It was a moment to savour for the Maritzburg College first XV when they overcame an 11-year hoodoo to beat the Glenwood first XV 20-12 on Dixons in Durban on Saturday.
Red Black & White head coach Cameron Fraser said that the College boys under the captaincy of flanker Corbin Thunder were determined to break the first XV win drought against Glenwood.
Justin Waldman Photography feature pic caption: The powerful Maritzburg College first XV left winger Siphozola Radu finds some space with flyhalf and head boy James Beauclerk in support.
Coach Cameron said of the 3-tries-to-2 victory that turning the 11-year tide of losses in this decades-old contest between two proud rugby schools required a brave performance from the lads in Red Black & White.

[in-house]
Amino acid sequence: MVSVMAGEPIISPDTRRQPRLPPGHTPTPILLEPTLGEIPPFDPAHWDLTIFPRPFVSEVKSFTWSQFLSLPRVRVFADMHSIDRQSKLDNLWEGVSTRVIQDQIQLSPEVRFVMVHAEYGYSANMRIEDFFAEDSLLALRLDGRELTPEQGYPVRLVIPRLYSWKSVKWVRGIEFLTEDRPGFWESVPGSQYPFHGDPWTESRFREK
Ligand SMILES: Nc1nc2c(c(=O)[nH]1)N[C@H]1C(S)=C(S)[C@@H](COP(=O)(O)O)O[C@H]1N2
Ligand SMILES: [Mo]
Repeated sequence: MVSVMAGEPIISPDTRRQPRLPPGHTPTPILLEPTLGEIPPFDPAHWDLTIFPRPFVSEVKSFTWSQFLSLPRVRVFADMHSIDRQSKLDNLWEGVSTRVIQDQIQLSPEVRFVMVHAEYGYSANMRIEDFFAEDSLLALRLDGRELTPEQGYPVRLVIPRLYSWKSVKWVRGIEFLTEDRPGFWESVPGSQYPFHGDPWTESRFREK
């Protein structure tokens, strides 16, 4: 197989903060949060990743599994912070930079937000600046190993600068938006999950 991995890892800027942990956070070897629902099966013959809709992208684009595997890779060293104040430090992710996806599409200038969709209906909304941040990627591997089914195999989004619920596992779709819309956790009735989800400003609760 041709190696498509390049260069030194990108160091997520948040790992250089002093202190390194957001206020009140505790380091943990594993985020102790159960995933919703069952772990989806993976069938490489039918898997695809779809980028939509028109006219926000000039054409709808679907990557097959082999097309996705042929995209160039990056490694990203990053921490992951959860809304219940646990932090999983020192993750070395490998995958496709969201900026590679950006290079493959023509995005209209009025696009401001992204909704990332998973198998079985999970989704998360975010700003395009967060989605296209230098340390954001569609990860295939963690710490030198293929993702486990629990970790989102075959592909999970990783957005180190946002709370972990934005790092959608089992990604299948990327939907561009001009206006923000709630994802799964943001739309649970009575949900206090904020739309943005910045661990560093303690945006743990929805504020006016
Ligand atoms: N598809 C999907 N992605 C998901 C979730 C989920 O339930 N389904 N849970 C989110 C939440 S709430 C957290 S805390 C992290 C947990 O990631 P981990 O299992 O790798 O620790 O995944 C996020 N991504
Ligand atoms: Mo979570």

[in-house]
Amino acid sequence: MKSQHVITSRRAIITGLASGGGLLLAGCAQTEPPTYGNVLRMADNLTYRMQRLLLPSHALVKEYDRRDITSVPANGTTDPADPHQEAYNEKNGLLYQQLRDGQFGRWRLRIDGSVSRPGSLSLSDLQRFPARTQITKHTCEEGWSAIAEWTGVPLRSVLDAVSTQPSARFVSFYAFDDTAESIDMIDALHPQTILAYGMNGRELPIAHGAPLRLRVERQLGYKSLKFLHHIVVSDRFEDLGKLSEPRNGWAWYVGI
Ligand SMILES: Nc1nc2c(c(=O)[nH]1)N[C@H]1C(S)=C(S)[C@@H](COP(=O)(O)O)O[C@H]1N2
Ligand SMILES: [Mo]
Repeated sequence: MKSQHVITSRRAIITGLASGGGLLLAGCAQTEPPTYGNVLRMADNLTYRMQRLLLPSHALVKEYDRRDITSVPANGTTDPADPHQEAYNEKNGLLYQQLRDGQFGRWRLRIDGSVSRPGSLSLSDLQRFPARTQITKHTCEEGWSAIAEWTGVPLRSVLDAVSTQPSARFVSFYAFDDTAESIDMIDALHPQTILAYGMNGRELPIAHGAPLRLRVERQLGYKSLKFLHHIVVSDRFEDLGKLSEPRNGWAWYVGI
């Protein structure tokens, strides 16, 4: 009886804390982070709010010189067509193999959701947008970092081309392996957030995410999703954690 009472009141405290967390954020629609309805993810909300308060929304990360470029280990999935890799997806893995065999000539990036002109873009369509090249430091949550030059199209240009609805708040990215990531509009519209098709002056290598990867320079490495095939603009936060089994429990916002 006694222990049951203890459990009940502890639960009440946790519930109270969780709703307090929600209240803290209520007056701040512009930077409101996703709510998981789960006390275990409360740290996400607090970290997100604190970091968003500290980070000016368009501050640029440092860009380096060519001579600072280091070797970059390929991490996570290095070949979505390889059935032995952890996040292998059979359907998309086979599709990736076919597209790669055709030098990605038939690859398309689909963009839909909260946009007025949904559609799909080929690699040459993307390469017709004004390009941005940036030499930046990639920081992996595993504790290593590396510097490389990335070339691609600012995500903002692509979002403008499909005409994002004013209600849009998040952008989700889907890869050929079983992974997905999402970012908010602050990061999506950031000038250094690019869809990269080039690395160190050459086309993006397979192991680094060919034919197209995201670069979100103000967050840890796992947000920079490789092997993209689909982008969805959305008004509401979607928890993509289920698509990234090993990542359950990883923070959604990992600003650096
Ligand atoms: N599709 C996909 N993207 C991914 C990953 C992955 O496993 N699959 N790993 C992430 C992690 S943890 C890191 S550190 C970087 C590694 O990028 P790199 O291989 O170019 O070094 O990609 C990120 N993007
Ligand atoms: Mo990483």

And they duly delivered, did captain Thunder’s young men.
“College managed to win the physical battle upfront and avoided ill-discipline as best as they could,” said the coach.
The men from PMB gained the early ascendancy when right wing Kuhann van den Berg chased after a telling attacking kick from scrumhalf AJ Knoetze and managed to offload the ball to inside centre Liam Prinsloo, who raced over in the corner for the opening points of the game (5-0).
Coach Cameron said the match was of an exceptionally physical nature and the number of penalties conceded was a by-product. College’s lively number 9 AJ Knoetze slotted a penalty goal towards the end of the first half to leave the visitors with a handy 8-0 lead going into the changeover.
“Glenwood struck back early in the second half after some powerful surges from their forwards,” said the College coach.